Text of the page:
Mission of Mary Cooperative Credit: Mission of Mary Cooperative

Unable to claim federal tax incentives, nonprofits have been an underserved market for solar power.

Mission of Mary, a faith-based urban farming organization, creates oases of sustainability in economically struggling East Dayton neighborhoods, with five plots growing organic produce and bringing together neighbors in the Ohio city.

The expanding organization is installing a geothermal heating system for its new headquarters. And using solar to power the renovated inner-city building would be a natural choice. But especially since it is a nonprofit that cannot take advantage of federal tax incentives, the price tag for solar had seemed too high.

Now, however, Mission of Mary is on its way to going solar thanks to RE-volv, a national nonprofit organization that is enlisting “solar ambassadors” at colleges to raise money to put solar on nonprofits, and creating a revolving seed fund to buy solar for more nonprofits in the future.

“We were interested in solar from the get-go, then we realized with the help of the students at the University of Dayton we could get to total net-zero energy usage, if we did geothermal and an 11.5-kw solar system,” farm director Stephen Mackell said.

On Monday, the Leonardo DiCaprio Foundation announced it would match RE-volv fundraising dollar for dollar for five projects, including Mission of Mary and a Madison, Wisconsin, organization called Project Home that does energy efficiency retrofits on lower-income homes.

The matching funds should mean that both projects will likely reach their goals in the near future. Mission of Mary was a third of the way to its $31,000 goal before getting the DiCaprio Foundation’s matching dollars, and Project Home was 47 percent of the way to its $24,000 goal for an 8.6-kw system.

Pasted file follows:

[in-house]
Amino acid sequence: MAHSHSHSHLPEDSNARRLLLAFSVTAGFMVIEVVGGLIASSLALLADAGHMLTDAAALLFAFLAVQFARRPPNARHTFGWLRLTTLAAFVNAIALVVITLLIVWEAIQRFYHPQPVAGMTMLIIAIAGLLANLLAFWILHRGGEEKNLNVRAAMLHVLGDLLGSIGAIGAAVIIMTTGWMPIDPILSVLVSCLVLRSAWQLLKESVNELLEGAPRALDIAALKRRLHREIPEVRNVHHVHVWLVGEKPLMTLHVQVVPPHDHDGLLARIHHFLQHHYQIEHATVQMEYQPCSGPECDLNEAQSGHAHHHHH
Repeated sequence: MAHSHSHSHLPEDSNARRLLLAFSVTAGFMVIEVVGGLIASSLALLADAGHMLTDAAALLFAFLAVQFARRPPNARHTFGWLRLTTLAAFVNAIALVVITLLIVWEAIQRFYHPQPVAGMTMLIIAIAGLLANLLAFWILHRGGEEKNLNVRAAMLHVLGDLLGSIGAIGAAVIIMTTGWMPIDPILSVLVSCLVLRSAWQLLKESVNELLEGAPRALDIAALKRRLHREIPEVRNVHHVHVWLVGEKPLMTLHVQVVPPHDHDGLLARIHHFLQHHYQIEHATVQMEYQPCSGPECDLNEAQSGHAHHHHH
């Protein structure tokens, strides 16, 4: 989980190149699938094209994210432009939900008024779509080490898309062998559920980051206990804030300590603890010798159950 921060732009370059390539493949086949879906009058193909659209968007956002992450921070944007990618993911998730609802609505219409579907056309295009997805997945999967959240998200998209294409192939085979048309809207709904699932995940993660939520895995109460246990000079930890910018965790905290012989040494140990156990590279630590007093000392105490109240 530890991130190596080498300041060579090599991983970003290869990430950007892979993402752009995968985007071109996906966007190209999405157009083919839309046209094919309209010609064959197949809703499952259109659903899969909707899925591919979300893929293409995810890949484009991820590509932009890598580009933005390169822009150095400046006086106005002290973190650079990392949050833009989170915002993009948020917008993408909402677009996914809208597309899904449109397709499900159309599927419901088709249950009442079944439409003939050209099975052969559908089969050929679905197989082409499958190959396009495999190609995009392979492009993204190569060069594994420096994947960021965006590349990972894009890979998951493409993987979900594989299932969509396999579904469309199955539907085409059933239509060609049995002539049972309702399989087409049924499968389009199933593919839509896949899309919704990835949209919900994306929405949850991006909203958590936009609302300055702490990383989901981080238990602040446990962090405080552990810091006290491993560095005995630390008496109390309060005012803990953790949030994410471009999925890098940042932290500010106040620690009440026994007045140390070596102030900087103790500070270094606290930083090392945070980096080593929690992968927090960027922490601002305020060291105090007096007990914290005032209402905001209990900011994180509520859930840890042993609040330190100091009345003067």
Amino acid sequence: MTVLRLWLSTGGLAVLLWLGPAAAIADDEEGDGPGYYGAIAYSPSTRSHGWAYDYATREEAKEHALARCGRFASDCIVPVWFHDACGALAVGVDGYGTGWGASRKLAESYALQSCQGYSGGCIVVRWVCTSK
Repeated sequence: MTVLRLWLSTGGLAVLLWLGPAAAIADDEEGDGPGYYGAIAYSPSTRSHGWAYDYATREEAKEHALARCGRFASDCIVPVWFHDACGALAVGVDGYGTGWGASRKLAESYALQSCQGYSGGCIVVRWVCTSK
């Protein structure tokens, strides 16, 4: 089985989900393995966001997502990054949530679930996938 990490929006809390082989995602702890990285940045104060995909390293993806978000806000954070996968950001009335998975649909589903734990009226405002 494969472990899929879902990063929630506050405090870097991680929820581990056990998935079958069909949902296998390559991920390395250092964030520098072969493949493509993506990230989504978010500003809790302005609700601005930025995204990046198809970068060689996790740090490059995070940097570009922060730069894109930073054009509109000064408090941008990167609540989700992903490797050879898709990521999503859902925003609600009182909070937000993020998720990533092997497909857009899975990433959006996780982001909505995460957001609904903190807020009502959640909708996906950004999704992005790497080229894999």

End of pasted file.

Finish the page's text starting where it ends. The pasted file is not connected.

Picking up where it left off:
A renewable fund

RE-volv owns the solar installations it helps build and leases them to the nonprofits at a price about 15 percent less than the organizations would pay their utilities for power. RE-volv will fold 100 percent of that revenue into their seed fund for future solar installations. And after 20 years the community organizations will own their installations outright and continue generating energy for free.

“These nonprofits are doing small-scale projects that no one really wants to finance for a number of reasons,” said Andreas Karelas, RE-volv founder and executive director, noting that RE-volv only works with projects under 30 kw. “So this sector of the market is completely underserved. We’re a nonprofit ourselves, using this model to build a revolving fund to be able to bring solar to these groups that are otherwise left out.”

RE-volv has already completed 11 such projects, including two in Milwaukee, at the River Revitalization Foundation and the River West Food Co-op, plus at churches, a synagogue, a dance center and other institutions around the country.

An integral part of the program is RE-volv’s Solar Ambassadors — college students who raise money for the community organizations’ solar and shepherd them through the process. Student leaders on each project attended a several-day training with RE-volv in California.